I have only played this game briefly on the PC, not sure which version it was as was a long while ago. So after many people saying that it was a good game I bought it for myself. At first I found it a little bit confusing putting in all the electricity and plumbing and working out what types of industrial and residential areas to put in and where. Once you have got that just sit back and watch you city grow.
In an overview this game is where you build your own city from just a plot of land. You have to control all the taxes and electricity supplies. It is a very detailed game, which once you have worked out what is best to place, first is quite addictive. The controls are very easy to understand but I always find myself running out of money. The DS version also includes a 'Save the City' mode where you have to restore a city that has been struck by some kind of disaster within a given amount of time. I have tried a few of these but have found them difficult and not actually managed to complete any!
This game is very addictive once you have decided what you are going to put in where. It makes you just want to keep on going and making your city bigger and bigger. I would recommend this game but advise you to be patient as it does take a while for your city to start to grow.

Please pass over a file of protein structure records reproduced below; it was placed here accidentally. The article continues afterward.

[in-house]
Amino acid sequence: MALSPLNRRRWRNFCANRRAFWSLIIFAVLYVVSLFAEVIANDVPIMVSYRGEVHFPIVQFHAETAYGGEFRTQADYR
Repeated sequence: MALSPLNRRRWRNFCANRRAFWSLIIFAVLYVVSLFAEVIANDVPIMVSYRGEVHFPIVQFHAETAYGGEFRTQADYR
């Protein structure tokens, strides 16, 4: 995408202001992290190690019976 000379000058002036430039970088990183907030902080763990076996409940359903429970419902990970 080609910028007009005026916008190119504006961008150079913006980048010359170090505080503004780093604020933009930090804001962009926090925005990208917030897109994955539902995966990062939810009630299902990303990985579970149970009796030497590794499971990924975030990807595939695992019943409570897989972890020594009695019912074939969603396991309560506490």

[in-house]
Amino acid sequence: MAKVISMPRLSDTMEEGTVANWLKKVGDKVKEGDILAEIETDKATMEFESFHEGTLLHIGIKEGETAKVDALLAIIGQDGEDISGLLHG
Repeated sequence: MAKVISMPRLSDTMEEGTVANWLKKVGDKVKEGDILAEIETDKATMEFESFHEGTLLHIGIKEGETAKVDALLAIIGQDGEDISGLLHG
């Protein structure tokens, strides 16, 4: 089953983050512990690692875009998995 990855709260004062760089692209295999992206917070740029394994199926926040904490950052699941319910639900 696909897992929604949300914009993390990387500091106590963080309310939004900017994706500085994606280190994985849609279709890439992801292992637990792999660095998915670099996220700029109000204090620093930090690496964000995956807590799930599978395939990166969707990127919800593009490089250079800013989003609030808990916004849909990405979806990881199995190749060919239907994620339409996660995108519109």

As a new Sim City player, having never encountered any of the previos versions I did get straight into this one. The controls were simple and I was very quickly building my city - well designating zones and watching the appropriate buildings appear before my eyes.
It was very easy to get my head round the electricity and waterworks and I immediately made sure that everyone in my city had these vital ammenities. My city prospered, my population rose, I decreased the taxes to encourage more citizens to move in, my citizens started moving out!!!!
I have played this game quite a few times now, starting from scratch and persevering with a city through many hours of gameplay but always my city has inexplicably failed. I've checked the easy to understand diagrams and graphs and I still don't know why decreasing taxes or increasing funding to the police force causes my citizens to leave my city!